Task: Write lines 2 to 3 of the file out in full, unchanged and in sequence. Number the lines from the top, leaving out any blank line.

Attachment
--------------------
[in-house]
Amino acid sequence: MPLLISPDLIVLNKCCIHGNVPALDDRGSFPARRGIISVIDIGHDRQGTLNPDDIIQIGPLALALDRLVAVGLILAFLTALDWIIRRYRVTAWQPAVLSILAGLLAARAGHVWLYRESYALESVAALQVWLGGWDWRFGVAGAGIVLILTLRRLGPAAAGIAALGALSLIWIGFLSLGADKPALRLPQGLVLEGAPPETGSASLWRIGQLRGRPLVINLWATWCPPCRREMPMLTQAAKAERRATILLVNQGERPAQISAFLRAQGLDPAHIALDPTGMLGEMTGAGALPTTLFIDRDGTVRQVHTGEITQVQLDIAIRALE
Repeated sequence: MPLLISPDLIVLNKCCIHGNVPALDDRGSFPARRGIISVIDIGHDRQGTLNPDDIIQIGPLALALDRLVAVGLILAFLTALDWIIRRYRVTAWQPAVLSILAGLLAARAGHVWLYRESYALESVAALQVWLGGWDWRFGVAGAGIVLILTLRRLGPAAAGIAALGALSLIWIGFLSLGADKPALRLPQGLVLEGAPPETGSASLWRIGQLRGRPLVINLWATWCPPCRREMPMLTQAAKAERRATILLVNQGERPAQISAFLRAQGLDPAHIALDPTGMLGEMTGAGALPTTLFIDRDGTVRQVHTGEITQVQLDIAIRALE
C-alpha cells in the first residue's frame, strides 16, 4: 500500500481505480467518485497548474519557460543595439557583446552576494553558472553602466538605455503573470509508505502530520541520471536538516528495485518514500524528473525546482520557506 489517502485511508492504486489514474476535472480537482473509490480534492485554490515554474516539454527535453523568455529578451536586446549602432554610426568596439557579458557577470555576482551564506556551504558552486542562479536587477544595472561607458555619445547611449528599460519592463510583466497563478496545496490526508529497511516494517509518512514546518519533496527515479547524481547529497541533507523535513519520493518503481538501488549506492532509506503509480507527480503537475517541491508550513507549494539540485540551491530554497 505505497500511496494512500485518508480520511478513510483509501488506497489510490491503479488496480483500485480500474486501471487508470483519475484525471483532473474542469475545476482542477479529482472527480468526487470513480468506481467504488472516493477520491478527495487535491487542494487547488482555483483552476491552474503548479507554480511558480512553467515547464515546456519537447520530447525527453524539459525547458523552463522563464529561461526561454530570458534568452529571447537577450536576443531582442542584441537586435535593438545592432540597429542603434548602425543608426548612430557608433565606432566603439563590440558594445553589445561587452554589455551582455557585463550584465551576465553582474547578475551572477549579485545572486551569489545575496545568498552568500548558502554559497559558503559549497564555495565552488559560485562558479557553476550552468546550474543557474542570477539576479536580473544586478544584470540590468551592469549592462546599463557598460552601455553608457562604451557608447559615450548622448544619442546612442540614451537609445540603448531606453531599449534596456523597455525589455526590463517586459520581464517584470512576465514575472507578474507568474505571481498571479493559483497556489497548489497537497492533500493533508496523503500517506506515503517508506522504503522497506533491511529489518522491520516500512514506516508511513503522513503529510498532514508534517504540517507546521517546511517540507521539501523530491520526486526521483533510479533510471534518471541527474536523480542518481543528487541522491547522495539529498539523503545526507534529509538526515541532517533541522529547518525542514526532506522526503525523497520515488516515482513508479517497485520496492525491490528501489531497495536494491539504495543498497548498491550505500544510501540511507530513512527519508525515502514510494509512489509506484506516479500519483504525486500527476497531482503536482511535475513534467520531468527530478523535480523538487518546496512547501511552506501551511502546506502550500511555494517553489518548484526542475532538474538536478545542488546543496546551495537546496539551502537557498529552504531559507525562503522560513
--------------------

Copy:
Amino acid sequence: MPLLISPDLIVLNKCCIHGNVPALDDRGSFPARRGIISVIDIGHDRQGTLNPDDIIQIGPLALALDRLVAVGLILAFLTALDWIIRRYRVTAWQPAVLSILAGLLAARAGHVWLYRESYALESVAALQVWLGGWDWRFGVAGAGIVLILTLRRLGPAAAGIAALGALSLIWIGFLSLGADKPALRLPQGLVLEGAPPETGSASLWRIGQLRGRPLVINLWATWCPPCRREMPMLTQAAKAERRATILLVNQGERPAQISAFLRAQGLDPAHIALDPTGMLGEMTGAGALPTTLFIDRDGTVRQVHTGEITQVQLDIAIRALE
Repeated sequence: MPLLISPDLIVLNKCCIHGNVPALDDRGSFPARRGIISVIDIGHDRQGTLNPDDIIQIGPLALALDRLVAVGLILAFLTALDWIIRRYRVTAWQPAVLSILAGLLAARAGHVWLYRESYALESVAALQVWLGGWDWRFGVAGAGIVLILTLRRLGPAAAGIAALGALSLIWIGFLSLGADKPALRLPQGLVLEGAPPETGSASLWRIGQLRGRPLVINLWATWCPPCRREMPMLTQAAKAERRATILLVNQGERPAQISAFLRAQGLDPAHIALDPTGMLGEMTGAGALPTTLFIDRDGTVRQVHTGEITQVQLDIAIRALE